Helen of Troy (painting)

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Helen of Troy
Helen of Troy.jpg
Artist Evelyn De Morgan
Year 1898
Type Oil on canvas
Location De Morgan Centre, London

Helen of Troy is an 1898 painting by Evelyn De Morgan depicting Helen of Troy; it was commissioned by William Imrie of Liverpool.[1]

Compositionally, the painting is similar to De Morgan's Flora and Cassandra:[2] Helena is standing upright and tall, in a peaceful posture that reminds to Boticcelli's representations of Greek and Roman goddesses (such as Athena or Venus) that are, at the same time, an evocation of classical art, a usual characteristic between Renaissance artists. Helena has been removed from the common artistic elements of the Trojan War: despite dealing with a typically bellic topic, De Morgan decides to paint, instead of weapons and battles, the wonderful pink clothes and the fascinated look that Helena puts on the mirror that is reflecting her beautiful face, elements that can be read as symbols of her inconscient vanity, which eventually brought a long and terrible war and destruction to the city of Troy, which we can see in the last term of the composition, on top of a hill. The presence of the moon-sun in the sky is also related to her feminine and voluble nature.[citation needed]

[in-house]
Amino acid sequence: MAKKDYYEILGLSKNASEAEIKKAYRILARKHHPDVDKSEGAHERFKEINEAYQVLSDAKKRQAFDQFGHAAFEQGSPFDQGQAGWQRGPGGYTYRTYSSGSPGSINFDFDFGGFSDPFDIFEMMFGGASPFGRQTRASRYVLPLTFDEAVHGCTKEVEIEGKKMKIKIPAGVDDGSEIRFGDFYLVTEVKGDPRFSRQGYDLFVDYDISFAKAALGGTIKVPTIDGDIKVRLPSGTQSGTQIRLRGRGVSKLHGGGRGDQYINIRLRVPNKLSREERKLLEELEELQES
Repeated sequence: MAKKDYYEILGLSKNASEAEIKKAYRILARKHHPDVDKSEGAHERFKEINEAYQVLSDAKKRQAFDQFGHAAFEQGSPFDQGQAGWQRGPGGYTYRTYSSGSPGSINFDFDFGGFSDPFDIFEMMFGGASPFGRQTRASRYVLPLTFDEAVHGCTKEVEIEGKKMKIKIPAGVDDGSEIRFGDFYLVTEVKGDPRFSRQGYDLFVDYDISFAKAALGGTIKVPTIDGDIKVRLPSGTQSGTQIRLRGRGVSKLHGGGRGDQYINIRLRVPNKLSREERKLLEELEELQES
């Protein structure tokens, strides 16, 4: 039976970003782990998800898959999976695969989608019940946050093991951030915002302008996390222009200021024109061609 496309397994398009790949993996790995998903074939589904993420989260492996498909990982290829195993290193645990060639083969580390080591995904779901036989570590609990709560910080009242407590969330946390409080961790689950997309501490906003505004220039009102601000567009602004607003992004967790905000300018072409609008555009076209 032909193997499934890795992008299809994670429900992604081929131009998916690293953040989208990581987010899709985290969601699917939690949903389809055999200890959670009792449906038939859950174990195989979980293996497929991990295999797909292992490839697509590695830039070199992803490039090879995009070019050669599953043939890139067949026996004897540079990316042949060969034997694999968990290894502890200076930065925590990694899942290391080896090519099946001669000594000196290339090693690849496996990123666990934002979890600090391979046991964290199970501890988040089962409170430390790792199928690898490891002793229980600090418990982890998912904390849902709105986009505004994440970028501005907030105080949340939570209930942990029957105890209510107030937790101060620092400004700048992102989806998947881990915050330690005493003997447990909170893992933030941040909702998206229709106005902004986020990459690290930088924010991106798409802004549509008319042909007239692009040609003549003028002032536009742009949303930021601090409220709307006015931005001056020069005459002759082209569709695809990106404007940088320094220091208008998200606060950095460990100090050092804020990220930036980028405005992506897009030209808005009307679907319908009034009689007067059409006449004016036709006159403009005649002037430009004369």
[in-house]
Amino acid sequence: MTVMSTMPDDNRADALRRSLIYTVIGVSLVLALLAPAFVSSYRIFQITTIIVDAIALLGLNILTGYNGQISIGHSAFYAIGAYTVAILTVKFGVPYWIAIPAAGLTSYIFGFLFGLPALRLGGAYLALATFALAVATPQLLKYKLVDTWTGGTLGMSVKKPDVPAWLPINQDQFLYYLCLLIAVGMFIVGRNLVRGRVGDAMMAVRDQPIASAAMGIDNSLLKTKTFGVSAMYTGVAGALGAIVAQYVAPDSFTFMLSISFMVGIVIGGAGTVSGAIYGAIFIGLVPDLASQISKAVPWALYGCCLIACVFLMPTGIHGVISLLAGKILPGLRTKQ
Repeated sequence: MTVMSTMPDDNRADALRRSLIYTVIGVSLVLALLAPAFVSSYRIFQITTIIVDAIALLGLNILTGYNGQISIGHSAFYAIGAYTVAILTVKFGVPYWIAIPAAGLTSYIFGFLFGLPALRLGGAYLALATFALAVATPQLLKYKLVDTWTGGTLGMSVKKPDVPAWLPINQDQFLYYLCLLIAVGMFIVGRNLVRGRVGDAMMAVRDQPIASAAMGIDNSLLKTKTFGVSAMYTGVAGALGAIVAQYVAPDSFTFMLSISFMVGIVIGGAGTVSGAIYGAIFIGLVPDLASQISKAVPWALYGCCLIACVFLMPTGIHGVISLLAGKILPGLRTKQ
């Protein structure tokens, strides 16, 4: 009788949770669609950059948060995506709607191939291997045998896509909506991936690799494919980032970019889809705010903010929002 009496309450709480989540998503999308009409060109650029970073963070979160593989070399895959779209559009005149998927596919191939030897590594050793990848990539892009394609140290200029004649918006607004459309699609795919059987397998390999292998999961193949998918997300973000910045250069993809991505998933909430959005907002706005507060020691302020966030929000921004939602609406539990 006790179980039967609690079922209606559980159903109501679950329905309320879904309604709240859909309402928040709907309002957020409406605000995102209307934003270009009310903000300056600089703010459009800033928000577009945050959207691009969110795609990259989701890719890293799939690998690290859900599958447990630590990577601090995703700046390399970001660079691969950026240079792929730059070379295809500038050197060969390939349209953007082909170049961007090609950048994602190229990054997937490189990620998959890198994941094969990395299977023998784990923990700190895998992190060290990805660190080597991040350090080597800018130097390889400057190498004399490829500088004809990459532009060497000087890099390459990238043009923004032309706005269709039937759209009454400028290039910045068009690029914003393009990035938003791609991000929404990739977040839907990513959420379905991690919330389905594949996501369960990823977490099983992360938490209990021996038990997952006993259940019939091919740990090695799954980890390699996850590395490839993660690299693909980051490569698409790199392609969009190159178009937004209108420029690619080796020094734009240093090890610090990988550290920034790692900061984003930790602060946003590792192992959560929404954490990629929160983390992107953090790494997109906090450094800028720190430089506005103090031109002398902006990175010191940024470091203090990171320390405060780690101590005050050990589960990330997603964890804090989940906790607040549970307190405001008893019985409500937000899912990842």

Notes[edit]

  1. ^ Deborah Cherry, Painting Women: Victorian Women Artists (1993) p.99.
  2. ^ Smith 2002, pp.92-94.

References[edit]

  • Elise Lawton Smith, The Art of Evelyn De Morgan, Woman's Art Journal, Vol. 18, No. 2 (Autumn, 1997 - Winter, 1998), pp. 3–10.
  • Elise Lawton Smith, Evelyn Pickering de Morgan and the Allegorical Body (Fairleigh Dickinson Univ. Press, 2002), ISBN 0-8386-3883-X
  • Heather Birchall, Pre-Raphaelites (Taschen, 2010), ISBN 978-3-8228-5484-6